Environmentalists and a law professor on Tuesday filed an ethics complaint with the Oklahoma Bar Association against U.S. Environmental Protection Agency Administrator Scott Pruitt, alleging he misled Congress about his use of a personal email address to conduct business during his tenure as Oklahoma's attorney general.
Many organizations are interested in finding electronic discovery partners who offer tantalizingly low prices for electronic discovery services. However, unforeseen gaps, lax security practices, ignorance of global practices and delayed deliverables can all add up to a surprisingly large final cost, says Michael Cousino of Epiq Systems.
The current eight-member U.S. Supreme Court will examine two Native American cases early this year, and may hear additional cases following the confirmation of a ninth justice. Thomas Gede of Morgan Lewis & Bockius LLP discusses the most important cases to pay attention to, including Lewis v. Clarke and Lee v. Tam.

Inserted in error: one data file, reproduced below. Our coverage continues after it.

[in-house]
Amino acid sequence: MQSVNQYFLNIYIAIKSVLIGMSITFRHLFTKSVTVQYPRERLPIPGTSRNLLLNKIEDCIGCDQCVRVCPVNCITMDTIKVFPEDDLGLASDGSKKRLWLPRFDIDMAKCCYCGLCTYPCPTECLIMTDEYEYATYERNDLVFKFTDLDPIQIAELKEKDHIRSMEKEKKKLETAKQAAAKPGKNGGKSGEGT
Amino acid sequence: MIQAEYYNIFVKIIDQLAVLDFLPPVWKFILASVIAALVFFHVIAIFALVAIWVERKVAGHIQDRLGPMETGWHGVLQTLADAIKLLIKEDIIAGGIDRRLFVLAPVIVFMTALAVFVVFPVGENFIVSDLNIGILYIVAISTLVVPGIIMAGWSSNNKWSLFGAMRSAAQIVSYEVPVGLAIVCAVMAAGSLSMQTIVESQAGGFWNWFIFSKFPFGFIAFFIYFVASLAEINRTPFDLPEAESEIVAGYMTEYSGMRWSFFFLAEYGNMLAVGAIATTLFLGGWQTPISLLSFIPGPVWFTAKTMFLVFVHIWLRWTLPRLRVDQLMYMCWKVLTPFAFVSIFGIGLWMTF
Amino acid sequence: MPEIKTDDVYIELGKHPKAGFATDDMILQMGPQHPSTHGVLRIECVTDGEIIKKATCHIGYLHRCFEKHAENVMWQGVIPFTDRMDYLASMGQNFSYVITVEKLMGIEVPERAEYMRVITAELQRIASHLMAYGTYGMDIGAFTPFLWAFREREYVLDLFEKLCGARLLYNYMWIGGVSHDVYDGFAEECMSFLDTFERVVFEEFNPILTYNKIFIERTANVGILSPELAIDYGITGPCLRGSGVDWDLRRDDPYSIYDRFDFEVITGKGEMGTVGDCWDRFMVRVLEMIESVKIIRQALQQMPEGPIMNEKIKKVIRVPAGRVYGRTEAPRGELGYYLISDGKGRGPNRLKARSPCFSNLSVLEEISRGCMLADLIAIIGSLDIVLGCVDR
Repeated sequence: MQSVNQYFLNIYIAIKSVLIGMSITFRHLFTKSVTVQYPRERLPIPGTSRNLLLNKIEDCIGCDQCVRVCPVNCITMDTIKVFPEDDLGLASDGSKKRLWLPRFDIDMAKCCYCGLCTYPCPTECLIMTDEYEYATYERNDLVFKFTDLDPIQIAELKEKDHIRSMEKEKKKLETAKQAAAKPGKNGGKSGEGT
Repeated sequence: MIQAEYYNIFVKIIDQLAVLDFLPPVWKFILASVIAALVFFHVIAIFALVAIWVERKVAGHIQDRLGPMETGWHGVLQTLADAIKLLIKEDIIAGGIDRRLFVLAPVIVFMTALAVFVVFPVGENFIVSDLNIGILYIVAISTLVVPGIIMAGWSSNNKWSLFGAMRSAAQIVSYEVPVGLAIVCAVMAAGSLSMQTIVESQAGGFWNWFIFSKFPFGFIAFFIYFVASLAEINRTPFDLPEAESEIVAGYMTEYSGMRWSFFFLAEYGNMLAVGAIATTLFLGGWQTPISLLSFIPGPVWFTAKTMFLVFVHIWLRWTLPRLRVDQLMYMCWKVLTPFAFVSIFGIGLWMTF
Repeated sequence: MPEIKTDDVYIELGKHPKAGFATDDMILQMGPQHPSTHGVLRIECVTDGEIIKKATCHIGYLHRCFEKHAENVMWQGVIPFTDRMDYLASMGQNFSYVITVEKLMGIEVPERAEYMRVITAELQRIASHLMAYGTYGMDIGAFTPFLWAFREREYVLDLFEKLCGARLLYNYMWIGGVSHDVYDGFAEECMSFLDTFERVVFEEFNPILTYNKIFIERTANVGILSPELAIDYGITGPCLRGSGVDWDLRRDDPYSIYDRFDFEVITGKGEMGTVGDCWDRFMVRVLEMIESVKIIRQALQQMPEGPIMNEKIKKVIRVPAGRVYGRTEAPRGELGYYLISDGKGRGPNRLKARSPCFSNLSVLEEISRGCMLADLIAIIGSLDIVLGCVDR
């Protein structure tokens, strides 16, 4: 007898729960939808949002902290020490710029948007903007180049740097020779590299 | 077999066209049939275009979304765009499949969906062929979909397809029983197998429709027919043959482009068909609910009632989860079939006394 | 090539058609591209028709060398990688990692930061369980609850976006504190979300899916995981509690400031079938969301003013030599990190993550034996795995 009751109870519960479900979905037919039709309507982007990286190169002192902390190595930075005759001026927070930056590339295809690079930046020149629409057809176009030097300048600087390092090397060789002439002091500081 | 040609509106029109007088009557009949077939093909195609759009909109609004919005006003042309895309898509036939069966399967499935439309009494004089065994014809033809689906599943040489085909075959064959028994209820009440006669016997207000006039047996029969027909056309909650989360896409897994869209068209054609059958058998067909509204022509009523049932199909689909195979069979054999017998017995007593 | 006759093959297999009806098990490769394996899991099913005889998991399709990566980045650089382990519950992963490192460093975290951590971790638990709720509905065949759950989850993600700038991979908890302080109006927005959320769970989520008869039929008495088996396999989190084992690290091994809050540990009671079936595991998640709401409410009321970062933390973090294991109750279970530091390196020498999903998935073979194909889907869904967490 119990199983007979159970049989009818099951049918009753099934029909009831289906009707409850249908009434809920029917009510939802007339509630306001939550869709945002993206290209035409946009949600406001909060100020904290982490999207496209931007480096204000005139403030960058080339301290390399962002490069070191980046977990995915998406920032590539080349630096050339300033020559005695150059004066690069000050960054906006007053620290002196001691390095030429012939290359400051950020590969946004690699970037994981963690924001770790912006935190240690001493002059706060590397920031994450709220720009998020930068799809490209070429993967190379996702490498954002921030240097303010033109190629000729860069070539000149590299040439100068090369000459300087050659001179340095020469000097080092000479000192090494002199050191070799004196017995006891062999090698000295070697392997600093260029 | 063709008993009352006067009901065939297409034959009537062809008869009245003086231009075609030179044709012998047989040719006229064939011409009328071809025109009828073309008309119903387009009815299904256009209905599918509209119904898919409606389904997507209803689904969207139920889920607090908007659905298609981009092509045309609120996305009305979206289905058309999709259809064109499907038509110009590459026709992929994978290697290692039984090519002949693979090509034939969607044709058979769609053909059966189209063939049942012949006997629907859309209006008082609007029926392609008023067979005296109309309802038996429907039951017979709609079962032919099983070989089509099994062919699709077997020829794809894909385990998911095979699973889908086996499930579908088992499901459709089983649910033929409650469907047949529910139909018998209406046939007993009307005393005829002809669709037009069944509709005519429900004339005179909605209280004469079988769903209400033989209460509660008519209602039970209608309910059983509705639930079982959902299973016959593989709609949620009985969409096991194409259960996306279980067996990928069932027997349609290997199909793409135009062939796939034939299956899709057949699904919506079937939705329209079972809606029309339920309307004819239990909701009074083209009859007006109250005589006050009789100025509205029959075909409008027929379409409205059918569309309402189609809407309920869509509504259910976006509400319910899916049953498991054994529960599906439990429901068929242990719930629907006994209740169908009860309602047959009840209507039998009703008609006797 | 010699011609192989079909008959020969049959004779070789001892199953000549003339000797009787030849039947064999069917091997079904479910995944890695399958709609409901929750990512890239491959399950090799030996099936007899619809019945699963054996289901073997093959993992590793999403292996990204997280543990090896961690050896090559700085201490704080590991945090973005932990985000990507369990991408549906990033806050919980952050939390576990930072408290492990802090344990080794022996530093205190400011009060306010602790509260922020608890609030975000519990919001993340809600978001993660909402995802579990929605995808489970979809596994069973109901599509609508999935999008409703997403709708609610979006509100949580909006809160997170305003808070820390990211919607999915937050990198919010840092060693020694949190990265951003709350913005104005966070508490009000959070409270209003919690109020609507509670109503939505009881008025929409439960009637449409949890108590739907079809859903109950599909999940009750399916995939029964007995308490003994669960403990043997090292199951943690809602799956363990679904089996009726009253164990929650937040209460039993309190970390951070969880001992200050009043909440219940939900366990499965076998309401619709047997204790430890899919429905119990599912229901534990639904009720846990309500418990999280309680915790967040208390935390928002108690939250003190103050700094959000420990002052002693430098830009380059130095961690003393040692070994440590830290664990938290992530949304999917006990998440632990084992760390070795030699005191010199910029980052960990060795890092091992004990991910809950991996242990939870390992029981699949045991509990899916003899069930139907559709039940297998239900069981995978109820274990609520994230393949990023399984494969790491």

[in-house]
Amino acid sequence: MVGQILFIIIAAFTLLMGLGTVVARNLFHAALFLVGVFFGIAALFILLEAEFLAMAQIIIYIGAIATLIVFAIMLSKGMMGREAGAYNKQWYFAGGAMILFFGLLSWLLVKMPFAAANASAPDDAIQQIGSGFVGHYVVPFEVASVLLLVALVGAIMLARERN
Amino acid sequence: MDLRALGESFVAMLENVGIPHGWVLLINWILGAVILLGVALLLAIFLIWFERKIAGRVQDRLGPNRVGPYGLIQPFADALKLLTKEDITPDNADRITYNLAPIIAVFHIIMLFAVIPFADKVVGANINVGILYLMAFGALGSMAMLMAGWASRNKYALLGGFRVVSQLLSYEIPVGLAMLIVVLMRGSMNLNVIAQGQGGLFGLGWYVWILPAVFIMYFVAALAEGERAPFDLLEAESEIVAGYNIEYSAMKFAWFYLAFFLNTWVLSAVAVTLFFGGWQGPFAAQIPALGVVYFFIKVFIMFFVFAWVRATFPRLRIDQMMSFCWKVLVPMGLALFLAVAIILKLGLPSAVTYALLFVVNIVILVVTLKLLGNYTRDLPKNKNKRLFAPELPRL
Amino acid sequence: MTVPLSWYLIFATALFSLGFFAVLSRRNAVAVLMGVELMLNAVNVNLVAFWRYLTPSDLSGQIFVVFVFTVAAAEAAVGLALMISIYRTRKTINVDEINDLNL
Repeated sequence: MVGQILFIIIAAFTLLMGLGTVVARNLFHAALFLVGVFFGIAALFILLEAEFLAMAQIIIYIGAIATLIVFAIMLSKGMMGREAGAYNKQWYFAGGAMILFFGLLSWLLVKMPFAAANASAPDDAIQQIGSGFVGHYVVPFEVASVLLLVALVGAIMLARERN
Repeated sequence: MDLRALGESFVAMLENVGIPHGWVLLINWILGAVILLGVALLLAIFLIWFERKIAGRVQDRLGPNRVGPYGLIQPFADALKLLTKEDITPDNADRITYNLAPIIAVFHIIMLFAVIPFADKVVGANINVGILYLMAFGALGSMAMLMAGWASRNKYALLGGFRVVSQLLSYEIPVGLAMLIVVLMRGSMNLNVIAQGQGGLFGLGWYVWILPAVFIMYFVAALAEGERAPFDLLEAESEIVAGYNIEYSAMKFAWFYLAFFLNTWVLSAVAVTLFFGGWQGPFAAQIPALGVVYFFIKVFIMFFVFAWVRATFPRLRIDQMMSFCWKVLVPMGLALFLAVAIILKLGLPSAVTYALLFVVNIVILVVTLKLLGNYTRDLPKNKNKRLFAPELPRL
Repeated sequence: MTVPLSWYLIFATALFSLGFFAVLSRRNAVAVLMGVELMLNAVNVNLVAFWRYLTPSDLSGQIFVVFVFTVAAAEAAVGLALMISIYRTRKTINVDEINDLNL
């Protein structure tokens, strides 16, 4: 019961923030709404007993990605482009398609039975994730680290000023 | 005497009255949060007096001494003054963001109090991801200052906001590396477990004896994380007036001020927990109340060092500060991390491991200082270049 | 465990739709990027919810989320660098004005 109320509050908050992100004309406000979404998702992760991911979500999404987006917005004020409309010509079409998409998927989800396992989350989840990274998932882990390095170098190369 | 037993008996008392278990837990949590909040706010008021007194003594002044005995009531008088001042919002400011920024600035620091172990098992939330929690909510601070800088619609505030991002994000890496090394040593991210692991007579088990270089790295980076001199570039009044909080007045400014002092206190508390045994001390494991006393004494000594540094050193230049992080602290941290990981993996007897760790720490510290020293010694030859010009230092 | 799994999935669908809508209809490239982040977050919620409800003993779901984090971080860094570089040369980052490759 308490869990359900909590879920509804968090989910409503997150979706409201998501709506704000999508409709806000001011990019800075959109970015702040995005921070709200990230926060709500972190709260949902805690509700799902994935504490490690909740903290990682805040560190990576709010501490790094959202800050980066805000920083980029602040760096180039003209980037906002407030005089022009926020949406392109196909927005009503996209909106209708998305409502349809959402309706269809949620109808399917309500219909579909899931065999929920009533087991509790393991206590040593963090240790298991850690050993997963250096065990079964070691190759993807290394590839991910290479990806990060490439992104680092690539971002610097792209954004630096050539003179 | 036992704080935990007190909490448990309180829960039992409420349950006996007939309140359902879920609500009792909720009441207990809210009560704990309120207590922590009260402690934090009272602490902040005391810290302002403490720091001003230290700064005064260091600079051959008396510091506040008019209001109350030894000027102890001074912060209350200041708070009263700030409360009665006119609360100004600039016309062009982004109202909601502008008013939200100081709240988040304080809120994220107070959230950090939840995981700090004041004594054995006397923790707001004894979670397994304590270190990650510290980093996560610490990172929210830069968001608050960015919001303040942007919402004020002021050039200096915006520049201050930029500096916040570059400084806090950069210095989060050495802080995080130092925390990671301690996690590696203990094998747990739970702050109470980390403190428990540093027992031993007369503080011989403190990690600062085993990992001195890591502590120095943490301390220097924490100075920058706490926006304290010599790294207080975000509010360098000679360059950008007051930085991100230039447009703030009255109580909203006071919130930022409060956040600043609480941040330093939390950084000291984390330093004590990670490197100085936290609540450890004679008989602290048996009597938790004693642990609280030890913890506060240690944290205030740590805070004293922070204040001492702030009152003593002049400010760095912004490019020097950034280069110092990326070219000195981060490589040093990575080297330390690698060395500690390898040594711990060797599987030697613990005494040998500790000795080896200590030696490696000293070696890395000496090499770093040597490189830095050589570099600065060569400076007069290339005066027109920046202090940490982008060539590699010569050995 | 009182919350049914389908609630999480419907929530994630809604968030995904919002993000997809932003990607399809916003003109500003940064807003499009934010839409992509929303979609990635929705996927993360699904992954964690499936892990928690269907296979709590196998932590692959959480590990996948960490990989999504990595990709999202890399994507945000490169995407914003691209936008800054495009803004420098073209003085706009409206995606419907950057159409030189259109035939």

As critical as lawyers are to society, they are reported to be the most frequently depressed occupational group in the United States. In response to the inherently stressful nature of the practice of law, more and more lawyers are turning to an ancient contemplative practice called “mindfulness,” says Jennifer Gibbs of Zelle LLP.
Blockchain is essentially a computerized public ledger that can apply to almost anything that a person might save into a database or spreadsheet. This versatile technology may enhance the legal industry by providing an improved record keeping system, setting up "smart contracts" and tracking intellectual property and land records, say R. Douglas Vaughn and Anna Outzen of Deutsch Kerrigan LLP.